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  10. Seasoned Oak

    Seasoned Oak
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    Yea they sell casing. You usually only need casing at the top section or so until your in mostly rock.
     
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  11. Seasoned Oak

    Seasoned Oak
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    No hammering action with this system ,just cutting action. I dont suppose you can go too far hammering. Pretty simple setup ,the key is the hose connection that sends water down the drilling stem to flush out the cuttings ,just like the big rigs. You can also drill into a hillside at a downward angle to try to create a spring.
     
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  12. Seasoned Oak

    Seasoned Oak
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    You can put together a set up without the powerhead(most expensive component) You will need the cutting bits, 5' drilling steels and water adapter that takes water from a garden hose and sends it down thru the steels. Usually use a 1.5 in steel to drill the initial hole and then reaming bits to open it up to as much as 4" . To power the system you can use a HD electric Drill. Like those right angle ones used in construction.
     
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  13. Seasoned Oak

    Seasoned Oak
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    You need the big rigs ,and even then you have no guarantee. Could get expensive.
     
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  14. maverick06

    maverick06
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    good for you, I am envious!

    you can google about washing in wells. I did it with PVC, stopped at 16', ran out of time that day. Couldnt get it restarted... dry at 16'. I will give it another try, Frankly surprised I didnt get water at 16' based on the location...

    Thats nice to have a second water supply.
     
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  15. begreen

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    Correct, except that it's almost guaranteed to be very expensive. That's why I haven't done it.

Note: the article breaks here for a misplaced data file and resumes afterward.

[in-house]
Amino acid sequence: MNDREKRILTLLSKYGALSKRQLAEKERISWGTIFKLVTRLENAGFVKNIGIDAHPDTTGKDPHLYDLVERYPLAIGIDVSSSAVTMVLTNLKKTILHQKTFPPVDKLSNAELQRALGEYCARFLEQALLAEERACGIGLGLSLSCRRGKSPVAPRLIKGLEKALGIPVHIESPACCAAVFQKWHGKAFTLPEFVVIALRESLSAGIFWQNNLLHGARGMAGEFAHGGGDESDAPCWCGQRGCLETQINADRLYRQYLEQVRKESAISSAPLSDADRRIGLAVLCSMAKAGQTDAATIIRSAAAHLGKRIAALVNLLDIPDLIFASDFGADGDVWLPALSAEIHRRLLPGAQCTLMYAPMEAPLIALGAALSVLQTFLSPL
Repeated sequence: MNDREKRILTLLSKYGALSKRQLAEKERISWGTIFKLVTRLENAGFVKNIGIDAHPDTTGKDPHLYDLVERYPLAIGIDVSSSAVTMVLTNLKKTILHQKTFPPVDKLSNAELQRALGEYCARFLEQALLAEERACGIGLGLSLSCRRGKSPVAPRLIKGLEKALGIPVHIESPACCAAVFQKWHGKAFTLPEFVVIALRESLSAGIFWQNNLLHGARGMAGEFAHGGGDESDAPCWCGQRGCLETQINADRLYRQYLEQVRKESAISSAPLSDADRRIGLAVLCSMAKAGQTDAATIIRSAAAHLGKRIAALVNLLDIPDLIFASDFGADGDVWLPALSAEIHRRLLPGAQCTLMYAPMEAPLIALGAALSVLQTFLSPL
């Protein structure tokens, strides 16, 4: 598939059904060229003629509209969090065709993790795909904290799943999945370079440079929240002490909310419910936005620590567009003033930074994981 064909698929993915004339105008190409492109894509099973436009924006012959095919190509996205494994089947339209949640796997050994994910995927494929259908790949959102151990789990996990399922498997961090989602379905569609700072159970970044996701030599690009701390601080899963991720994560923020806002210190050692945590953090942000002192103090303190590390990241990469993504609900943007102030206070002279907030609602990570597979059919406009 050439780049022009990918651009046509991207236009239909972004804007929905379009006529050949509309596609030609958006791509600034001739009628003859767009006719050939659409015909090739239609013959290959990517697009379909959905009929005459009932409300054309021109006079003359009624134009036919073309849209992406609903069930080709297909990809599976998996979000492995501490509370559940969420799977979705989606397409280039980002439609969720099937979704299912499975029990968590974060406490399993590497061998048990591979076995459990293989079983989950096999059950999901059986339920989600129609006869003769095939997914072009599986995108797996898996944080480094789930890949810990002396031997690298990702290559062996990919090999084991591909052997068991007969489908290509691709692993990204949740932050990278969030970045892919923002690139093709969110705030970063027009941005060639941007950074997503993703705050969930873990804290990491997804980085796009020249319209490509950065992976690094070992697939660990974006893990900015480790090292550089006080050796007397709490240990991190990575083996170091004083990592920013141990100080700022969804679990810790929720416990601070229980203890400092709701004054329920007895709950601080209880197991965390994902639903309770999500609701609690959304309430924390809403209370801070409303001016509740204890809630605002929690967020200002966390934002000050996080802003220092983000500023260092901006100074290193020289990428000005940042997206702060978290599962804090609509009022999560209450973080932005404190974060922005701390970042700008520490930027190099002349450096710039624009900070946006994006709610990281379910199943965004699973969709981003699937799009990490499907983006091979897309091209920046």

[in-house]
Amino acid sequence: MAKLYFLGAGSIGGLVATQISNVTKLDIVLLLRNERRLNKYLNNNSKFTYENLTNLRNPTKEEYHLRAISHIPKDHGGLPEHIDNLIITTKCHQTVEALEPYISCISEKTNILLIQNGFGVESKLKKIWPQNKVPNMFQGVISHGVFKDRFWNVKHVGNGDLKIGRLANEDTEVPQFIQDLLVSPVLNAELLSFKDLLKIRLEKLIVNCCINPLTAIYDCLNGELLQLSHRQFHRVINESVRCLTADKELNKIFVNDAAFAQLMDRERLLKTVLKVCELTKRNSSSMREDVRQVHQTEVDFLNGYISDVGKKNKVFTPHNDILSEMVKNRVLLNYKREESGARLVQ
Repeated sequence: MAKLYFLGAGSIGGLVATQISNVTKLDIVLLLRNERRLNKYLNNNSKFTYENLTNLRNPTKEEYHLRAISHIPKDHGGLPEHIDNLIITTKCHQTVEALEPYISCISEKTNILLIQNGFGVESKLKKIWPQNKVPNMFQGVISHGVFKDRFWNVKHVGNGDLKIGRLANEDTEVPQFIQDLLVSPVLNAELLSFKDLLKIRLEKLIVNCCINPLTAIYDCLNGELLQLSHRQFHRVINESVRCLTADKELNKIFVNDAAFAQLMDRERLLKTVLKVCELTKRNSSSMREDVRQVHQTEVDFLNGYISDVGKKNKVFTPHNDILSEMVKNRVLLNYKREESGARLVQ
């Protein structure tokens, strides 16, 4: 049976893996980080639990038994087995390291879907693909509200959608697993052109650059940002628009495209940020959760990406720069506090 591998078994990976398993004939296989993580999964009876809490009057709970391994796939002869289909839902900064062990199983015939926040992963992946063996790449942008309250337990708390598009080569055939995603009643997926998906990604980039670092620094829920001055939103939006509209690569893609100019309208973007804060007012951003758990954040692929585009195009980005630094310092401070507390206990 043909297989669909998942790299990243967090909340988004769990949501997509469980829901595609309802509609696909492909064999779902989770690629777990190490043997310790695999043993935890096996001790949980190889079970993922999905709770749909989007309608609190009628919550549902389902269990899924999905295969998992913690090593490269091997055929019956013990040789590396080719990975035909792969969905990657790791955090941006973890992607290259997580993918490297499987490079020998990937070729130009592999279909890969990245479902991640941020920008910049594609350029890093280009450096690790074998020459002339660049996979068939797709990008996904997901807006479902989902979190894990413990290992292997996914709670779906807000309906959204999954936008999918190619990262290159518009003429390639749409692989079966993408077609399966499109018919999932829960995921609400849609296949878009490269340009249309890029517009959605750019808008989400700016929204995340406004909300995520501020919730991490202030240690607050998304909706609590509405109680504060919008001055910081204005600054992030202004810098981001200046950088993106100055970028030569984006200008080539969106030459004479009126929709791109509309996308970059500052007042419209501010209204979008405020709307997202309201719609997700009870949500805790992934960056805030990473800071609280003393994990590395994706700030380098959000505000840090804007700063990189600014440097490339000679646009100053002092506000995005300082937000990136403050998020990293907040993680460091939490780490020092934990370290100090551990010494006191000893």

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  16. georgepds

    georgepds
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    There are lots of problems you can encounter. The first one is lack of water. I had a shallow well for ~20 years before the city put in city water a decade ago. I finally had a little time to put the well back in for exterior use. Moral is I know there was water there, and it was not that deep. I also knew it was deeper than 6’. When the sewer went in, it was above the head of the tallest worker. I also knew it would not be much past 23’ deep, 33’ is the theoretical max, but factor in pipe and pump loss, and the old systems just would not have worked so deep

    Another thing in my favor was sand. Dig down past the surface perturbations, and all you find is coarse sand, there would be no rocks blocking my path. But sand is not a friend to all, in looking up hydra rock stories, I found one DIY tale of woe in sand, mostly due to inexperience (*)

    So you do have to think a bit about what you’re trying to do. You might not strike water, you might hit a rock, the technique you use might not work. In reading about the method I used I heard tales of woe. Some people broke couplings, some people got the striker head stuck, others struck rock.

    For couplings, I used the everbuilt well couplings home depot sells, and asked the tech to make the pipe threads a bit deeper. For the tap head, I used the everbuilt head and anti seize grease, and that may have helped. For rock, I dug down three feet, and that got us past all the surface perturbations that go with old construction

    So I thought a bit about how to do it, and got lucky

    (*)https://terrylove.com/forums/index.php?threads/adventures-with-a-deeprock-hydradrill.33182/
     
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  17. begreen

    begreen
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    Wow, that's one hell of a story. Now I am firmly convinced not to try this.
     
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  18. georgepds

    georgepds